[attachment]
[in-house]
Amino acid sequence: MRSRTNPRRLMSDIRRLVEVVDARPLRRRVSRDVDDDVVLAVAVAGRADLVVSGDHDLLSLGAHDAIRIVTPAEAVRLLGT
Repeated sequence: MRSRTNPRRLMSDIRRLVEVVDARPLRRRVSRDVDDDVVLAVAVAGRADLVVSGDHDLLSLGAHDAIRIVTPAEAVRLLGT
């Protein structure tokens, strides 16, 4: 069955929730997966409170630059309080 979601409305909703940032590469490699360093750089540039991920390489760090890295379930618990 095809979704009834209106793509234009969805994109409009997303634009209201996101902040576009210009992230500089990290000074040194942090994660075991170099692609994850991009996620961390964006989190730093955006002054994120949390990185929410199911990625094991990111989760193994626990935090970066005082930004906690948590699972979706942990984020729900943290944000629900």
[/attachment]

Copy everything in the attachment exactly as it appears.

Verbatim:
[in-house]
Amino acid sequence: MRSRTNPRRLMSDIRRLVEVVDARPLRRRVSRDVDDDVVLAVAVAGRADLVVSGDHDLLSLGAHDAIRIVTPAEAVRLLGT
Repeated sequence: MRSRTNPRRLMSDIRRLVEVVDARPLRRRVSRDVDDDVVLAVAVAGRADLVVSGDHDLLSLGAHDAIRIVTPAEAVRLLGT
């Protein structure tokens, strides 16, 4: 069955929730997966409170630059309080 979601409305909703940032590469490699360093750089540039991920390489760090890295379930618990 095809979704009834209106793509234009969805994109409009997303634009209201996101902040576009210009992230500089990290000074040194942090994660075991170099692609994850991009996620961390964006989190730093955006002054994120949390990185929410199911990625094991990111989760193994626990935090970066005082930004906690948590699972979706942990984020729900943290944000629900």